The ability to detect changes in Antarctic ‘fast ice’ (stationary sea ice attached to the continent or grounded icebergs) could provide scientists with a useful indicator of climate change in Antarctica and insights into what drives the extent and variability of fast ice.
As well as the physical impacts of fast ice on glaciological processes, changes in fast ice will also have biological impacts, including on the extent and distribution of sea ice algae, which provides food for krill, and for emperor penguins, which need to traverse fast ice to move between their breeding and feeding grounds. But assessing changes in fast ice is no easy task, as PhD student, Alex Fraser, discovered.
For the past three years Alex, through the Institute for Marine and Antarctic Studies and the Antarctic Climate and Ecosystems Cooperative Research Centre (ACE CRC), has developed a method for using NASA’s MODIS (MODerate resolution Imaging Spectroradiometer) satellite images to map the distribution of fast ice in East Antarctica – from 10°W to 172°E – between 2000 and 2008.
As the Antarctic coast and sea ice zone are notorious for attracting high cloud cover, most of Alex’s 150 000 MODIS images were affected by cloud, which obscured 93% of each image on average. To overcome this problem Alex wrote a program that allowed him to merge images over a 20-day period and extract only the cloud-free data from each image. AMSR-E (Advanced Microwave Scanning Radiometer – EOS) satellite images of the sea ice zone were also used to enhance the distinction between pack ice (freely floating ice) and fast ice.
The end result was a series of 159 composite images over the nine year period, which allowed Alex to clearly separate fast ice from pack ice.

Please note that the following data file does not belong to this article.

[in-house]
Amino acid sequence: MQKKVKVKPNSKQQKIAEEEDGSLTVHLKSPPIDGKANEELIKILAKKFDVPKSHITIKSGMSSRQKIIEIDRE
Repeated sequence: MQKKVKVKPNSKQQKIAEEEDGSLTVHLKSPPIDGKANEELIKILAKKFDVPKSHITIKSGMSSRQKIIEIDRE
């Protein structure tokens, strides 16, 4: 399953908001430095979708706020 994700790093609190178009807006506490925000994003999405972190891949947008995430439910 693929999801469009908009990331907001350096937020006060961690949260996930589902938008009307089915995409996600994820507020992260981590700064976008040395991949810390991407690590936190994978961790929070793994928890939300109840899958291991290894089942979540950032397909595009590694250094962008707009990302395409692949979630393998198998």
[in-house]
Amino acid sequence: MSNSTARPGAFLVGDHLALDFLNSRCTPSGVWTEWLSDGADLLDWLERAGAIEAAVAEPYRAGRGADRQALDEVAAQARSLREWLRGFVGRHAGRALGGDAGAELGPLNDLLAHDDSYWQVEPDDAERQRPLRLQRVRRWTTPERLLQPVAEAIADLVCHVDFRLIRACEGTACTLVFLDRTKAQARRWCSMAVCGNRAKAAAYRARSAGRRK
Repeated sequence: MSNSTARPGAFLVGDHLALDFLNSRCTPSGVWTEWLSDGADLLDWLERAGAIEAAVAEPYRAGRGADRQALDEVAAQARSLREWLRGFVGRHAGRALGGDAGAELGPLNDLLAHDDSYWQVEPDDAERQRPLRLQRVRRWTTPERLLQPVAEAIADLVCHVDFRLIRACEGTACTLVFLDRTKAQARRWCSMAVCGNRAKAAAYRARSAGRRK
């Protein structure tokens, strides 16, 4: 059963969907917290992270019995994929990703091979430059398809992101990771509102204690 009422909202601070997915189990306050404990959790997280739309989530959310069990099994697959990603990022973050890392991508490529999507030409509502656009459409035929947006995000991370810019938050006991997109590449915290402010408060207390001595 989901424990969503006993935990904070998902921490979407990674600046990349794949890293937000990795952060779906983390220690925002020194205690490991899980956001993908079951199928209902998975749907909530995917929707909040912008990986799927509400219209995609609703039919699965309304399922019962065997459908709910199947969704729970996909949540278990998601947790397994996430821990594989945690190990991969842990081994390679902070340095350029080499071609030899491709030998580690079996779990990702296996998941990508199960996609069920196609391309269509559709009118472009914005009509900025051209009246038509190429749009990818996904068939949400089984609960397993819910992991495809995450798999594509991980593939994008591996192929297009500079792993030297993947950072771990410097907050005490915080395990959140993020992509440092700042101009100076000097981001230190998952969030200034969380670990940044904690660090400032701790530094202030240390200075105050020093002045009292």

'By analysing the composite images I could separate the pack ice, which moves, from the fast ice, which doesn’t. This dataset is the first of its kind anywhere in the world, and it enables us to study detailed changes in the extent of fast ice for the first time,' he says.
Alex found a significant increase in fast ice extent over the past nine years in an area known as the ‘Indian Ocean Sector’ (from 20°E to 90°E). Further east, however, in the ‘Western Pacific Ocean Sector’ (between 90°E and 160°E), there was no significant change in fast ice. Further work is needed to establish a conclusive trend in fast ice extent.
'We really need a longer record than nine years to say whether there is a definite trend one way or another,' Alex says.
'There are satellite images going back to the 1970s which could provide this information.'
This work will fall on the shoulders of a future scientist, however, as Alex prepares to move on to a post-doctoral position with the ACE CRC, where he will use remote sensing techniques (such as satellite altimetry) to look at glaciological processes of the Antarctic ice sheet.
A.D Fraser, R.A. Massom and K.J. Michael. A method for compositing Polar MODIS satellite images to remove cloud cover for landfast sea-ice detection. IEEE Transactions on Geoscience and Remote Sensing, Vol 47, No. 9, 2009.